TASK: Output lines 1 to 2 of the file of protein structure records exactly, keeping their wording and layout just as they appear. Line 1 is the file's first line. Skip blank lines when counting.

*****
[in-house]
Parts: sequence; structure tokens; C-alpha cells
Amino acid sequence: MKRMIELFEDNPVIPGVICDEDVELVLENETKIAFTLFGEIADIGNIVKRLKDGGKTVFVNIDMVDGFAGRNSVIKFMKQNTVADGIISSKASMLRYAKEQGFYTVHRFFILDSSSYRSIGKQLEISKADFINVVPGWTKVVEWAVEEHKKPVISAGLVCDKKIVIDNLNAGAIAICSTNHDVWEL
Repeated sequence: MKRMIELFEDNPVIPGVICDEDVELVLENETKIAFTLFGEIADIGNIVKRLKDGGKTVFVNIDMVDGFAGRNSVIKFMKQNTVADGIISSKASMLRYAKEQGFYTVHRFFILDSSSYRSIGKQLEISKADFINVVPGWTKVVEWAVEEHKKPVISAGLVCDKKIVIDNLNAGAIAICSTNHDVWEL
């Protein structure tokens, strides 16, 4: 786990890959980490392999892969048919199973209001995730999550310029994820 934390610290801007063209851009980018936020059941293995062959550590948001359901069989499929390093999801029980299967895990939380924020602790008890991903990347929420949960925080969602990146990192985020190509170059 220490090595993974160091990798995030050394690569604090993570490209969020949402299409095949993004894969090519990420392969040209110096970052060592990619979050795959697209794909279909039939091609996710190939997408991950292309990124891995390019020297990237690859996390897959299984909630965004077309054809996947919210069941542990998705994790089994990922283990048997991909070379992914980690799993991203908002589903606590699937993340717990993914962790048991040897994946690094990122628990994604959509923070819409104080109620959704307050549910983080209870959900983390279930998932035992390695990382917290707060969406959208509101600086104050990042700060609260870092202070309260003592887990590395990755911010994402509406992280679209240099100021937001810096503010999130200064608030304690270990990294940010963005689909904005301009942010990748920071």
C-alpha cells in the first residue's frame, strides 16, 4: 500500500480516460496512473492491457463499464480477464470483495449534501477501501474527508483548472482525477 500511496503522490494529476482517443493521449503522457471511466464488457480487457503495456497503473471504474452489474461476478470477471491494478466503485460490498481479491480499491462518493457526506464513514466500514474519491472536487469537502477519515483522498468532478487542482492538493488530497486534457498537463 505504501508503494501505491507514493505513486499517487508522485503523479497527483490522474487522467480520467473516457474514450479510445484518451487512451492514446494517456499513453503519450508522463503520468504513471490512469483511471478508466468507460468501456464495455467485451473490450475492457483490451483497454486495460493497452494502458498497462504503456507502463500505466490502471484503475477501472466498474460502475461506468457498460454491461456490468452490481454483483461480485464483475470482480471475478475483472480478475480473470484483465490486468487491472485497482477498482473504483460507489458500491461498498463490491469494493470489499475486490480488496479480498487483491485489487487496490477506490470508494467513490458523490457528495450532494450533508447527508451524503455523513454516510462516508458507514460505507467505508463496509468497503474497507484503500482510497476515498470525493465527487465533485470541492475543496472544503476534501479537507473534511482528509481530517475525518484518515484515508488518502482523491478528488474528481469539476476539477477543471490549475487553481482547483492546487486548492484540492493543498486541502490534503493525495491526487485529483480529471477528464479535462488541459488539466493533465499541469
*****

[in-house]
Parts: sequence; structure tokens; C-alpha cells